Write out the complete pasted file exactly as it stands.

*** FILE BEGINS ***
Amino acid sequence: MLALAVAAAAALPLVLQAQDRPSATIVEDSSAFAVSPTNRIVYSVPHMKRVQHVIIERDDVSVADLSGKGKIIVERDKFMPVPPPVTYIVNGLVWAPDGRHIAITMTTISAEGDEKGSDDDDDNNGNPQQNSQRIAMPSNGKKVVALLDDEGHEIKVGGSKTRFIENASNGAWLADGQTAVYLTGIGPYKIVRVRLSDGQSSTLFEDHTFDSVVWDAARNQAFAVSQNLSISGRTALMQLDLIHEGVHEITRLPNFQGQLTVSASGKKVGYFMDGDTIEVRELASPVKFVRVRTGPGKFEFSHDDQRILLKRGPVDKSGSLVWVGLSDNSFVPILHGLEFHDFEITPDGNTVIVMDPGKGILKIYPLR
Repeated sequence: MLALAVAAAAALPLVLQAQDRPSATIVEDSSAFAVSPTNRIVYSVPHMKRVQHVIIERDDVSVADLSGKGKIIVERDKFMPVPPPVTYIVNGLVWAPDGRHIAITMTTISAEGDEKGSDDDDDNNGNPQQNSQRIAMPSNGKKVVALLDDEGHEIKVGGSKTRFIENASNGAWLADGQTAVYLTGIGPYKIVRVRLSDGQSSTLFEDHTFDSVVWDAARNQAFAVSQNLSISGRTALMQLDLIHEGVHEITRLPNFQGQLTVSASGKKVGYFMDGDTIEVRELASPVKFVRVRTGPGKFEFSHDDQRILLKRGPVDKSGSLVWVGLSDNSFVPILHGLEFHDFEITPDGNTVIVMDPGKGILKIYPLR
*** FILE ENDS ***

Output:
Amino acid sequence: MLALAVAAAAALPLVLQAQDRPSATIVEDSSAFAVSPTNRIVYSVPHMKRVQHVIIERDDVSVADLSGKGKIIVERDKFMPVPPPVTYIVNGLVWAPDGRHIAITMTTISAEGDEKGSDDDDDNNGNPQQNSQRIAMPSNGKKVVALLDDEGHEIKVGGSKTRFIENASNGAWLADGQTAVYLTGIGPYKIVRVRLSDGQSSTLFEDHTFDSVVWDAARNQAFAVSQNLSISGRTALMQLDLIHEGVHEITRLPNFQGQLTVSASGKKVGYFMDGDTIEVRELASPVKFVRVRTGPGKFEFSHDDQRILLKRGPVDKSGSLVWVGLSDNSFVPILHGLEFHDFEITPDGNTVIVMDPGKGILKIYPLR
Repeated sequence: MLALAVAAAAALPLVLQAQDRPSATIVEDSSAFAVSPTNRIVYSVPHMKRVQHVIIERDDVSVADLSGKGKIIVERDKFMPVPPPVTYIVNGLVWAPDGRHIAITMTTISAEGDEKGSDDDDDNNGNPQQNSQRIAMPSNGKKVVALLDDEGHEIKVGGSKTRFIENASNGAWLADGQTAVYLTGIGPYKIVRVRLSDGQSSTLFEDHTFDSVVWDAARNQAFAVSQNLSISGRTALMQLDLIHEGVHEITRLPNFQGQLTVSASGKKVGYFMDGDTIEVRELASPVKFVRVRTGPGKFEFSHDDQRILLKRGPVDKSGSLVWVGLSDNSFVPILHGLEFHDFEITPDGNTVIVMDPGKGILKIYPLR